The Pro-Osama Meeting in Bajaur

Faqir Mohamed holds a tribal meeting that declares Osama bin Laden and Mullah Omar “heroes of the Muslim world”

Qazi Hussain Ahmad, president of the Muttahida Majlis-e-Amal (MMA) and amir of Jamaat-e-Islami Pakistan, during an anti-U.S., anti-Musharraf rally in Bajaur after the Damadola strike in January 2006. Click image to view.

The Taliban and al Qaeda are growing bold in Pakistan’s tribal agencies after the release of nine local al Qaeda functionaries and word that the Pakistani government is prepared to negotiate an agreement that will give them the same control over the agency as the Waziristan Accord did further south. The Daily Times reports “pro-Taliban tribal militants and elders” held a meeting, or ‘jirga’, which resulted in calling “Osama Bin Laden and Mulla Omar ‘heroes of the Muslim world’ and vowed joint efforts to fight the ‘enemies of peace’ in Bajaur Agency.”

Present at the meeting was none other than Taliban commander Maulana Faqir Mohamad, who provides al Qaeda with safe houses and hosted the 2006 winter meeting in Damadola that was the target of U.S. air strikes. “We have no links with terrorism. We were peaceful tribesmen and we are peaceful tribesmen today,” said Faqir Mohamad, “We are not involved in attacks on security check posts nor are we killing security personnel. We are citizens of this country and want its development.”

The jirga also vowed to secure the Afghan border, and that “Pakistan’s western border was ‘fully secured’ when the Taliban were ruling Afghanistan and added that the Taliban’s ouster in 2001 resulted in a “serious threat” to the country’s western borders.”

Bajaur is a Taliban and al Qaeda command and control center. Pakistani intelligence believes Ayman al-Zawahiri, al Qaeda’s second in command, is somewhere within a 40 square kilometer area within Bajaur agency. Faqir Mohamad was once a wanted man by the Pakistani government for his role in sheltering al Qaeda leaders. Today, the Pakistani government wishes to give control of Bajaur to the Taliban and al Qaeda.

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Bill Roggio is a Senior Fellow at Foundation for Defense of Democracy and the Editor of The Long War Journal.

20 Comments

  • tekwuz says:

    could bajaur be the new flypaper?

  • Anand says:

    Bill,
    I know that there is no good answer to the question . . . but what is the best long term strategic solution to extemism within Pakistan. Should we (the international community including N. America, Europe, Japan, Korea, Australasia, China, India) offer Pakistan $100 billion in grants if they agree to radically transform their country over many years, and imply the stick if they do not comply? If we do, what is the stick that we threaten? I see no honest realistic discussion of this question in Washington or any other important country for that matter. Yet isn’t this as important as Iraq.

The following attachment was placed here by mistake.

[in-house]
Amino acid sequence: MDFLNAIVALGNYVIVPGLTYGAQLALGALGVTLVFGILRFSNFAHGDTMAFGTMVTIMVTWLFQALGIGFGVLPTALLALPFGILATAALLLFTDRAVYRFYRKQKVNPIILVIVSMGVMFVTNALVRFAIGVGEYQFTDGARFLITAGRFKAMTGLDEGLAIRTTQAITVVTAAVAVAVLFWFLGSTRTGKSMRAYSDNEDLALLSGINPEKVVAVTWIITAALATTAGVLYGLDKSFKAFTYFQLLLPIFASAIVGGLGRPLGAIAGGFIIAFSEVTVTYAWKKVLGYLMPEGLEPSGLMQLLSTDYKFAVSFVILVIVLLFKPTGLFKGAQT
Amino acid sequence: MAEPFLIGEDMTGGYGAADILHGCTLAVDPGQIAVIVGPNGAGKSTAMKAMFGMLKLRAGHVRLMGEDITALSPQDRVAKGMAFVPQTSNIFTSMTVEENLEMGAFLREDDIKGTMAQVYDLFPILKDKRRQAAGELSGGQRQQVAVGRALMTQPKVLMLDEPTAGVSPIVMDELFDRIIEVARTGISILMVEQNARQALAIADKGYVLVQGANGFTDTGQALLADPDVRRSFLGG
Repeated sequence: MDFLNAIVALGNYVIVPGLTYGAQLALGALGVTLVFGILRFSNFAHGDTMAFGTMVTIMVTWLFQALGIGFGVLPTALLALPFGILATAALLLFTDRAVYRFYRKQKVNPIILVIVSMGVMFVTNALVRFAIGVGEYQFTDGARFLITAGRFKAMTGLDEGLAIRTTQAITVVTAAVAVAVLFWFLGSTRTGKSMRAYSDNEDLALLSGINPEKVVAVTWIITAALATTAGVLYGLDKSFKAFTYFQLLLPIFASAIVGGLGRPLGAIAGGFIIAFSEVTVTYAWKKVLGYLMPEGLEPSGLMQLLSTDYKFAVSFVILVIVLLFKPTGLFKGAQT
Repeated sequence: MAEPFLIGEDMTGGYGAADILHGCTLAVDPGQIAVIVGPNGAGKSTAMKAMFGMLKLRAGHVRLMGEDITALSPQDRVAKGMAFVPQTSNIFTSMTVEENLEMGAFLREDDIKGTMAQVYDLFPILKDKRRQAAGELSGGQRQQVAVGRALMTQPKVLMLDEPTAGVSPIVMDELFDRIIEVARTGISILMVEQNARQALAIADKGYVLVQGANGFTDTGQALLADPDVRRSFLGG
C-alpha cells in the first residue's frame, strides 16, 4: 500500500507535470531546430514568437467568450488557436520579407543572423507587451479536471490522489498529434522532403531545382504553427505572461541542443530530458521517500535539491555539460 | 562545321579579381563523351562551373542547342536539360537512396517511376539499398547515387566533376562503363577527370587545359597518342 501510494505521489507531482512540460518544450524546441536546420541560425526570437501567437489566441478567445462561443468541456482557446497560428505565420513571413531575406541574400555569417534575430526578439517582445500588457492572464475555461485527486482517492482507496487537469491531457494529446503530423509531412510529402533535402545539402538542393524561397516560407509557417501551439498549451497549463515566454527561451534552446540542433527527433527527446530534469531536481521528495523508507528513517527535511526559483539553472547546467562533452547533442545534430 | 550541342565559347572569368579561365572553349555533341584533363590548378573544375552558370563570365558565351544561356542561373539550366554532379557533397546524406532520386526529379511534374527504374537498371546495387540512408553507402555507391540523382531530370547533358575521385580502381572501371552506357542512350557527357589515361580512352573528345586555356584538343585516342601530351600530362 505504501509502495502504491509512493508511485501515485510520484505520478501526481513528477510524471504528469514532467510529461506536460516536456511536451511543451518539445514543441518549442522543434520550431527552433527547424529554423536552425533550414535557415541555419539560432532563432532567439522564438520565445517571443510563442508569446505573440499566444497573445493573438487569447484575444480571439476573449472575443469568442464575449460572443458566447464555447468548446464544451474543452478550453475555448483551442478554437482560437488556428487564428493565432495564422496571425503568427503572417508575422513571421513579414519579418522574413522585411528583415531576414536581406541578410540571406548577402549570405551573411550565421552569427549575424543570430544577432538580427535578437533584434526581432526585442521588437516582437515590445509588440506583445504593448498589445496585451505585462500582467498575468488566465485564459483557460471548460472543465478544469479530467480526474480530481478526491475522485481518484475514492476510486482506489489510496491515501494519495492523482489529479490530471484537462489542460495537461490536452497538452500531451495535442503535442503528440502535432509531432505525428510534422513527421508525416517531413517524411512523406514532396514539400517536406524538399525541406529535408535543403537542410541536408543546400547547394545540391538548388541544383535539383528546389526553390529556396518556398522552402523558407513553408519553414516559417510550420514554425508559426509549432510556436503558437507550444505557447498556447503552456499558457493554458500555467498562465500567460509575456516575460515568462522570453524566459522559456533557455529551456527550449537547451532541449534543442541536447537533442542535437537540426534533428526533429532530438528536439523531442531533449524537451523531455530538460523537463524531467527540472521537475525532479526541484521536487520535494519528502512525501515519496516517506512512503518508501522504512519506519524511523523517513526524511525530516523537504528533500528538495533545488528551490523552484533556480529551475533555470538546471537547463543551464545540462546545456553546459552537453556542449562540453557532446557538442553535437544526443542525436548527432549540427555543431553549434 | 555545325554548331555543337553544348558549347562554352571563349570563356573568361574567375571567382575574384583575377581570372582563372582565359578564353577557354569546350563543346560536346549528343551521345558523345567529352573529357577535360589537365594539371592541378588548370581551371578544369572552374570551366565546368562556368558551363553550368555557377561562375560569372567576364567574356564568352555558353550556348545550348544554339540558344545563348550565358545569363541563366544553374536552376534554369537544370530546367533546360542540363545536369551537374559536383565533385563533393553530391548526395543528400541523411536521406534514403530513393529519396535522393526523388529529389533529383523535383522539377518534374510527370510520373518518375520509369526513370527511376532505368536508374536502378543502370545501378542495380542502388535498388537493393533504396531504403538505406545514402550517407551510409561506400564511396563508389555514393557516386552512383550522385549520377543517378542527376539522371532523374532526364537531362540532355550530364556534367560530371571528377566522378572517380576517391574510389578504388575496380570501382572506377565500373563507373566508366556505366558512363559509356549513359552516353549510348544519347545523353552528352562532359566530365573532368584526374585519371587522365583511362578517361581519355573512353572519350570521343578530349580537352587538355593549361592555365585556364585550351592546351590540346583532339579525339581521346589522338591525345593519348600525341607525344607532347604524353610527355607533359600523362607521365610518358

• GK says:

    That’s it. America has lost the War on Terror.
    I can’t say this enough times :
    1) Pakistan has nuclear weapons, the weapons we are so worried Iran might get in a couple of years.
    2) AQ Khan was selling nuclear technology secrets for money. There could be others like him.
    3) Al-Qaeda operates freely within a region of Pakistan, with most Pakistanis more sympathetic to Al-Qaeda than America.
    How can the combination of these 3 points result in anything less than disaster for an American city? Why would it NOT happen?

  • Syed says:

    I think the politicians who lose the handle will talk like President Bush. The only way to control the terrorists is to let them have an area to rule, let them concentrate in there and then attack whenever one can, or one should. It was a big mistake on the part of Father Bush to advise and son Bush to invade Afghanistan, and still another blunder to invade Iraq. Son Bush is on way to attack Iran to avenge the defeat of his father, and that will be a suicide by US and its allies.

  • Creigh Shank says:

    The entire nuclear weapons issue is bogus. No country has the right to dictate to another sovereign country that it may or may not develop weapons for its own protection. The real issue is responsibility. Any country which develops nuclear weapons is responsible for their use period. The US should simply notify each country, which does not provide a thorough and continuous accounting for its weapons, that it will be held to account for ANY weapons use. The US could carpet bomb Pakistan, N. Korean and Iran with nuclear weapons and still use less than half its available weapons. That way we respect their sovereign rights; and they understand that they and their proxies will respect ours (or else!).